Shelby, Carroll Hall
Shelby, Carroll Hall, 1923–2012, automobile racer and designer, b. Leesburg, Tex. After serving as a flight instructor in World War II, he began (1952) a career as a race-car driver. He was Sports Illustrated's Sports Car Driver of the Year in 1956 and 1957 and, driving for the Aston Martin team, was co-winner of the 1959 Le Mans 24-hour race. After leaving racing due to a heart ailment, he turned to race-car design, founding (1962) Shelby American. That year he began building the Shelby Cobra, using the chassis and body of an English AC roadster and a Ford V-8 engine; the Cobra captured the 1963 U.S. Road Racing championship and the 1965 large-engine class of the international Grand Touring championship. His Ford GT40 won the Le Mans Grand Prix in 1966 and 1967. Shelby developed now coveted hot-rod versions of the Mustang for Lee Iacocca at Ford, and later developed high-performance cars for Iacocca at Chrysler, contributing to the Dodge Charger and Viper. In the 21st cent. he again teamed with Ford, producing new versions of the Mustang.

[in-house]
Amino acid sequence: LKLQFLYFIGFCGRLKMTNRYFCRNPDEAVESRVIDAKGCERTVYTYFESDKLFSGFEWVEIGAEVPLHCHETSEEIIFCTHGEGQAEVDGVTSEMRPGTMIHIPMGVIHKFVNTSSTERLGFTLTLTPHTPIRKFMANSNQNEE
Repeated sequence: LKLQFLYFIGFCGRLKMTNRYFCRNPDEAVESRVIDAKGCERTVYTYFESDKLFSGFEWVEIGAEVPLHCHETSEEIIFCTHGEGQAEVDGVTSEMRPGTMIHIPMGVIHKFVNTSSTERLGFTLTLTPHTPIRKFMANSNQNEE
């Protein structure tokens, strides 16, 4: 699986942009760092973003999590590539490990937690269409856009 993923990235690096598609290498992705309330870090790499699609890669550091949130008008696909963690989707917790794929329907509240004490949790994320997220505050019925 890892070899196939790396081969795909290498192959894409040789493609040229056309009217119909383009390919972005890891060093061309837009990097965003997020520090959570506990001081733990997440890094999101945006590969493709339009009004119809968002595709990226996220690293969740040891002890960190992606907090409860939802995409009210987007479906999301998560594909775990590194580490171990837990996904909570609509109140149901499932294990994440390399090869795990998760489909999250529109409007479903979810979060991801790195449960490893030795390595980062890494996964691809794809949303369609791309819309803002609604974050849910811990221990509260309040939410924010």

The Columbia Electronic Encyclopedia, 6th ed. Copyright © 2012, Columbia University Press. All rights reserved.
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